Miguel was twisting the thermos cup back onto his flask and decided not to answer. Although his native land was blessed with enough giant peaks for his lifetime, he would have loved to have the resources to visit Kilimanjaro and didn’t like the casual way Tim spoke about an experience he was fortunate to have.
“Do you reckon if I shout loud enough, them folk in the town will hear us from here?” asked Ed, who was sat on his backpack. You could hear the potent combination of the hip flask and the altitude stirring within Ed, a guy who can be best summed up by his becoming an honorary member of the rugby team at uni, despite making no effort to play the sport, purely so he could join in their drinking games on socials.
“Uufff!” said Tim, energised. “That’s a tough one – see that group down there at the foot of the volcano?”
“Oh, right down there?”
“Yeah – shout your lungs out and see if they turn around.”
Ed paused, then shouted “Yabadabadoo!!!!” in full voice.
Tim pulled a grunted smirk, covered his mouth and broke into a howling laugh. He covered his face in his hands.
“Did they turn round?” he asked when he had finally composed himself.
“Nah,” said his friend.
“I wonder how you say Yabadabado in Spanish. That could work.”
It was Ed’s turn to lose his composure now. He arched his hand over his nose and eyes as he let off an uncontrollable chuckle.
“You google it!” he said, tossing the phone in the snow halfway to his friend.
I didn’t even spend a split second envisaging the idea in my head. There was no need to. It just seemed the natural thing to do – as if the sky or even the volcano had whispered it to me. I strolled over to the phone, picked it up, dusted off the snow and lobbed it underhand up to the opening of the crater and away, swooshing down into the void.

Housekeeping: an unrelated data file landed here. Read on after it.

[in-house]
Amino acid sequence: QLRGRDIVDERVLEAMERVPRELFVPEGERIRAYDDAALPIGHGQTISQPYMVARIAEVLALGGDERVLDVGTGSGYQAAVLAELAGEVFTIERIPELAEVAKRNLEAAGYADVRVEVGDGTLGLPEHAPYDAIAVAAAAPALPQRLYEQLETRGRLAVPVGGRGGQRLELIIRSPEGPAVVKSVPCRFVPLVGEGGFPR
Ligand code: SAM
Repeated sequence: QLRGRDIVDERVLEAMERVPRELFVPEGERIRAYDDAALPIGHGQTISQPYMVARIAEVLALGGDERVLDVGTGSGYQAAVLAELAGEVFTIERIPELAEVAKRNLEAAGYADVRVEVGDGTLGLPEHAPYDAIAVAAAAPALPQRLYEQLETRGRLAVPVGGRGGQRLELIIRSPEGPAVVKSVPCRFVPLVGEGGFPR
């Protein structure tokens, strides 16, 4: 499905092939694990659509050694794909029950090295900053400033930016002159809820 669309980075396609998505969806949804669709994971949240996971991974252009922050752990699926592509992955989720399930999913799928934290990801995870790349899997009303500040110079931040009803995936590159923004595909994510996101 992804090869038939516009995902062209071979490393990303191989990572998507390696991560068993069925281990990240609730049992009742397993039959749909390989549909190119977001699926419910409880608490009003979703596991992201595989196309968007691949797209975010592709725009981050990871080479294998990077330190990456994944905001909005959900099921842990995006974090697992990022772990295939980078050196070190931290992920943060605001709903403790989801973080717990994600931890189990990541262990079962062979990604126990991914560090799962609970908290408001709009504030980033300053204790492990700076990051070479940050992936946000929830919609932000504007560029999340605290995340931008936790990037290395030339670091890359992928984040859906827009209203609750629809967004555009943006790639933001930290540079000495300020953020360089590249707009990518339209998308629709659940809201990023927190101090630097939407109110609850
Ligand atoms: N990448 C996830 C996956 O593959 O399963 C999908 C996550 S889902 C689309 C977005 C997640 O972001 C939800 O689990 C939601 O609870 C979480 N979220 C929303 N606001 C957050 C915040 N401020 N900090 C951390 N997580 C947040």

“Oi! What the hell!?” said an enraged Ed, leaping up. “My Samsung S7!”
I grimaced, waiting to hear a satisfying distant plop when the phone hit the lava. The sound never came.
The way down wasn’t so tricky in the end, even if I immediately had to dodge a furious volley of snowballs. I knew exactly where the bus station was. And I learned, after all, that a wilderness like Patagonia is best appreciated on your own.
“The man was definitely C1, did you see the tattoo poking out under his cuff?” said the female at the back of the darkened van.
“I have him as a lower end B – he wouldn’t have spent so long in the home office section if he was part of the riff raff,” said her female partner.
“Let’s look at this again,” said the boss, opening up a laptop and clicking his way through the shop’s CCTV footage. “Our orders are very clear – to take a middle class couple.”
Tony activated the handbrake and sighed. You queue to get into this place, you queue to pay, you even queue to snack on a few meatballs to avoid collapsing from exhaustion and then you have to queue to get out of the car park. What a way to spend a Saturday.
“I tell you what, love, I could murder a burger,” he said. He put the handbrake down and shifted into second gear for a few seconds before stopping again. He tried to slide the cuff of his denim jacket to cover the tattoo that Joanne had never been fond of.
“After having those greasy meatballs for lunch? Are you being serious? We’ve still got that salmon in the fridge.”
“Okay, love,” he said.
An assortment of crockery rattled around in the boot between a pair of bedside cabinets as the car navigated a speed bump.
“It’s a shame we couldn’t fit those bookcases in the car,” Joanne said.
“I know, dear – still, the cabinets and the TV stand should keep me going this weekend, then I can whizz down sometime myself to pick up the bookcases.”
“Some people have the right idea,” said Joanne, pointing at a blacked out white van that had pulled alongside them at the entrance to the roundabout leading onto the motorway, “we could easily fill one of those up with everything we need for the new house.”